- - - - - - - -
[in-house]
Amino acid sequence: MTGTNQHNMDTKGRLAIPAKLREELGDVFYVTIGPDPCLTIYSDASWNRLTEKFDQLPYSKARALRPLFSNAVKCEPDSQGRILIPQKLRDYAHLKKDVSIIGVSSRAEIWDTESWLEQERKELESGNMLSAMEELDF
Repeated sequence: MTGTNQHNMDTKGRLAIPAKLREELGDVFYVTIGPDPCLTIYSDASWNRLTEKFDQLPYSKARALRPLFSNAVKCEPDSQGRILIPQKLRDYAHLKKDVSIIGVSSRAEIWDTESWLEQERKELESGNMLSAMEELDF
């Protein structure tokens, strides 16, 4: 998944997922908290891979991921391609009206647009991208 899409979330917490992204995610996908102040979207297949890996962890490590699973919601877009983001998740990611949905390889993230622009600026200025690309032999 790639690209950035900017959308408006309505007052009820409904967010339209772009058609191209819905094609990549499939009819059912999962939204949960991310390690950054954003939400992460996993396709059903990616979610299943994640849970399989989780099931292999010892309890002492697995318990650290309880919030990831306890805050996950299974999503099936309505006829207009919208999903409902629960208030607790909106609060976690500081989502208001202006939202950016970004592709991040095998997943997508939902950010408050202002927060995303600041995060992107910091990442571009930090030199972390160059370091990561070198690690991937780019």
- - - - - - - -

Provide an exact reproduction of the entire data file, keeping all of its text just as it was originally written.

[in-house]
Amino acid sequence: MTGTNQHNMDTKGRLAIPAKLREELGDVFYVTIGPDPCLTIYSDASWNRLTEKFDQLPYSKARALRPLFSNAVKCEPDSQGRILIPQKLRDYAHLKKDVSIIGVSSRAEIWDTESWLEQERKELESGNMLSAMEELDF
Repeated sequence: MTGTNQHNMDTKGRLAIPAKLREELGDVFYVTIGPDPCLTIYSDASWNRLTEKFDQLPYSKARALRPLFSNAVKCEPDSQGRILIPQKLRDYAHLKKDVSIIGVSSRAEIWDTESWLEQERKELESGNMLSAMEELDF
């Protein structure tokens, strides 16, 4: 998944997922908290891979991921391609009206647009991208 899409979330917490992204995610996908102040979207297949890996962890490590699973919601877009983001998740990611949905390889993230622009600026200025690309032999 790639690209950035900017959308408006309505007052009820409904967010339209772009058609191209819905094609990549499939009819059912999962939204949960991310390690950054954003939400992460996993396709059903990616979610299943994640849970399989989780099931292999010892309890002492697995318990650290309880919030990831306890805050996950299974999503099936309505006829207009919208999903409902629960208030607790909106609060976690500081989502208001202006939202950016970004592709991040095998997943997508939902950010408050202002927060995303600041995060992107910091990442571009930090030199972390160059370091990561070198690690991937780019």